Good book. Seems to be well researched and with several insider sources from the food industry on how they work to get us hooked on their product. And on how they neglect the healthimplications for the the general consumer.
Scott Brick: What can you say... excellent.
This is a book stuffed with facts, some of them a bit alarming for the general consumer, inspite of that I really wanted to listen to it one stretch.
Read it and stop buying those super sized meals...
I'm Trying to see the world with my ears.
The book is easy to read and understand, but there is a bit of dullness at times, however not too preachy, an informational tone overall.
Salt, Sugar, and Fat (hope you read those on the cover because they will be mentioned time and again in this book) is hardly an original concept. Having read many books on the subjects of nutrition and obesity, I was unimpressed on the information provided in this book on the subject as a whole. This book is a repackaging of "The End of Overeating" by Dr. David Kessler, where he goes into great detail on how food companies layer fat, sugar, and salt on top of each other to entice people to unconsciously overeat.
Outside of the main thesis of this book, why I ended up giving it 4/5 stars, the history of the food companies from the 40's & 50's to today is fascinating and well presented. The one story of the invention of Jello instant pudding in particular showed where the food companies started and how far down the slope they have gone. As a kid of the 90's, many of the commercial campaigns that Moss depicts hit home for me because I remember begging my parents for the products he describes.
Finally, the salt section of the book, while the least approachable of the three, does provide some of the best information on how ingredients affect the taste of processed food. Of all the information that Moss pulled together for this book, the firsthand accounts at Campbell's and Kellogg were eye opening and less regurgitative than other points in the book.
Overall, this is a great listen if you haven't read other books on the subject and are thinking of becoming more educated on the matter of processed foods. If you have read other books on this matter, then this won’t provide any groundbreaking new information that hasn't been presented elsewhere.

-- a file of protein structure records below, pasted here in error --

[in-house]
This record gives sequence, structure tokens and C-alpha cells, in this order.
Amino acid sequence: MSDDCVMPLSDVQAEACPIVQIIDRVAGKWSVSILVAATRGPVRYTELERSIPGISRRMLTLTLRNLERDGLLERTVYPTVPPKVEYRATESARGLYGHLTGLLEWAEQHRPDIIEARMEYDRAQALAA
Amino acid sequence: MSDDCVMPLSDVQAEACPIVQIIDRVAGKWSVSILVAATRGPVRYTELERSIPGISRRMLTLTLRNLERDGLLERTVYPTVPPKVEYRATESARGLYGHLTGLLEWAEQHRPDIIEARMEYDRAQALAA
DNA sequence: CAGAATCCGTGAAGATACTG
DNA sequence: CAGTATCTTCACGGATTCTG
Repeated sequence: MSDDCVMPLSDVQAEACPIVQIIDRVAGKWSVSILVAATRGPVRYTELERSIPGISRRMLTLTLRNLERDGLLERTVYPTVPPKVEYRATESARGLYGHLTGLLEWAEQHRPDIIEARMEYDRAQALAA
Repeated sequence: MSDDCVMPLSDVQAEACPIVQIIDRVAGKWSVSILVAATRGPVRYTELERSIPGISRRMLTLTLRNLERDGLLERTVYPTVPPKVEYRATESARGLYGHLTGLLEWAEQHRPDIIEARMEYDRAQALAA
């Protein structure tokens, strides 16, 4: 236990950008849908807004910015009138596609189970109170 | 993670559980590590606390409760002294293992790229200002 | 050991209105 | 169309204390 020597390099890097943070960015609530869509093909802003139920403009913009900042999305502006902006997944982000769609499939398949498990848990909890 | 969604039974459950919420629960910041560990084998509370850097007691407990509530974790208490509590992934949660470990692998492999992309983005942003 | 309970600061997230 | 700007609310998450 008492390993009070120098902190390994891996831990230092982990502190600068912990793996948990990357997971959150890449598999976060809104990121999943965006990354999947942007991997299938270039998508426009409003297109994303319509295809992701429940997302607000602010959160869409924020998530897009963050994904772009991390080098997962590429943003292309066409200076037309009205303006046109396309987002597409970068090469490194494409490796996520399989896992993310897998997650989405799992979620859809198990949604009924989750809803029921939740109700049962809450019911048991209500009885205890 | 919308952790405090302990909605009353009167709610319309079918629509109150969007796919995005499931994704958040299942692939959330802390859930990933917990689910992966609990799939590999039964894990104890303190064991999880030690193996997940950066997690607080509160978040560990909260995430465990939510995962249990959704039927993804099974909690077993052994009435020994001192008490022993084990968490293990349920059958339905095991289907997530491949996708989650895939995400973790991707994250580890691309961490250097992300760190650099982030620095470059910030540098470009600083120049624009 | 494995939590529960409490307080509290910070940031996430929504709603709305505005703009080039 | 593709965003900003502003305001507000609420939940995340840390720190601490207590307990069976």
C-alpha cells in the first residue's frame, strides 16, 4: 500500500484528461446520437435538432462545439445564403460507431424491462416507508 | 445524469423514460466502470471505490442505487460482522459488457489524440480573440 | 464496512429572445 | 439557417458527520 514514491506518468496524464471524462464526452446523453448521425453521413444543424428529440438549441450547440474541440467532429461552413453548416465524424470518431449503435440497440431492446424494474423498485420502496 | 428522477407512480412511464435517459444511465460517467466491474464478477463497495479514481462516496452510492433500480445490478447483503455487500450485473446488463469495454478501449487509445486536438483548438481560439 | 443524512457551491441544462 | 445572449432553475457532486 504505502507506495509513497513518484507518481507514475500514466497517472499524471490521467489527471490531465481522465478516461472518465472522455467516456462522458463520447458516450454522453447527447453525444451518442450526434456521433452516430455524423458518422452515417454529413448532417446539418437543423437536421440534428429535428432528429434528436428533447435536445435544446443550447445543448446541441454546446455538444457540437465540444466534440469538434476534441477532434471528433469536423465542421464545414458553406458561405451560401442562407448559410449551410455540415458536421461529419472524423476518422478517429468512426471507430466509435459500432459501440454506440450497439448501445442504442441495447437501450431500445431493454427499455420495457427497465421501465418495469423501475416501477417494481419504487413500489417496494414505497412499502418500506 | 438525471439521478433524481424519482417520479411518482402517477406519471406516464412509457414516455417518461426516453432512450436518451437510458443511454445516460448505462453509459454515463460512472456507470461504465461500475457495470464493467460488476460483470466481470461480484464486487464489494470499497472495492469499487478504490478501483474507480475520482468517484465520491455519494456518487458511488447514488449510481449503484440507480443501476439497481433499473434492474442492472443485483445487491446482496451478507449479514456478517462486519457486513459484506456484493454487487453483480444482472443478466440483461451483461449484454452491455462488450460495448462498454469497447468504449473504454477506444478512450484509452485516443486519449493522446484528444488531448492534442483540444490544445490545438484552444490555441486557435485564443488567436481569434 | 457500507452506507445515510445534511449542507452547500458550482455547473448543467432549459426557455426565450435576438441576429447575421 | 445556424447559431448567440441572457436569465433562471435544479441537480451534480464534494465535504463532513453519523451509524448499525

On a side note, the narrator of this was poorly chosen. Akin to an Atlas Shrugged veneer, which was sometimes commentary to the corporate aspects of this book, but mostly fell flat for me.
Yes, we all know processed food is bad for us but eat it anyway. What we don't know is what is in that food and the extent of consumer manipulation by the food industry. The government has played a role in this as well, but they are now turning around and complaining about the high obesity rate when they are part of the problem. My favorite chapter was the one on cheese. In a sentence from the book - "cheese went from being a food to being an ingredient". How true. There many enlightening facts which I cannot quote since I listened to the book but I believe it was something along the lines of a cup of Ragu having as much sugar as 4 Oreos. That tends to make you aware. A very enlightening book.
This rates at of the top for informational books. I had always suspected we as a public have been groomed to improve profits for the industrial food industry. This is an enlightening journey into the understanding of how the industry works. It gives us as a community the insight to make heathier choices and realize that we as consumers have been unkowingly falling into their increasing profit tactics for years.
Scott Brick is an excellant narrator. He brings the book to life with his inflections and emotion in reading this critical information. If I were to try to read this book in print, it would not have the same impact. Scott takes a complicated subject and brings understanding and clarity so we can make choices for ourselves.
recommending this one, especially to those that have childern, or thinking of having childern.
when having lunch with a food favoring expert....the expert would not eat his own creations.
Whats gone wrong with food.
No-I would read it. The narrator makes every sentence a life and death affair.
Over the TOP.
As a previous reviewer said, as important a topic as this is, it was a shame that it was so hard to listen to.
If you have an interest in health and how food plays such a part in your overall wellness, then I would recommend this book. It's along the lines of others such as "Fast Food Nation", "Supersize Me", and Michael Pollan's books. I found it enlightening, but you have to be interested in the topic; alot of my friends and family prefer to be left in the dark when it comes to the food they prefer.
I was disappointed by the book. It's a history book on food industries since early 1900s. It has small parts on how food industries use sugar salt and fat, but they are lost in the historical documentaries. I lost interest in the book and stopped reading it.
Yep. Would probably make for a great movie!
This could have been far more succinct. By chapter 8 I had had my fill, and had to force myself to finish it. Somewhat agree with other users that dramatics of the performer, Scott Brick, may have been excessive at points, but also kept the book entertaining.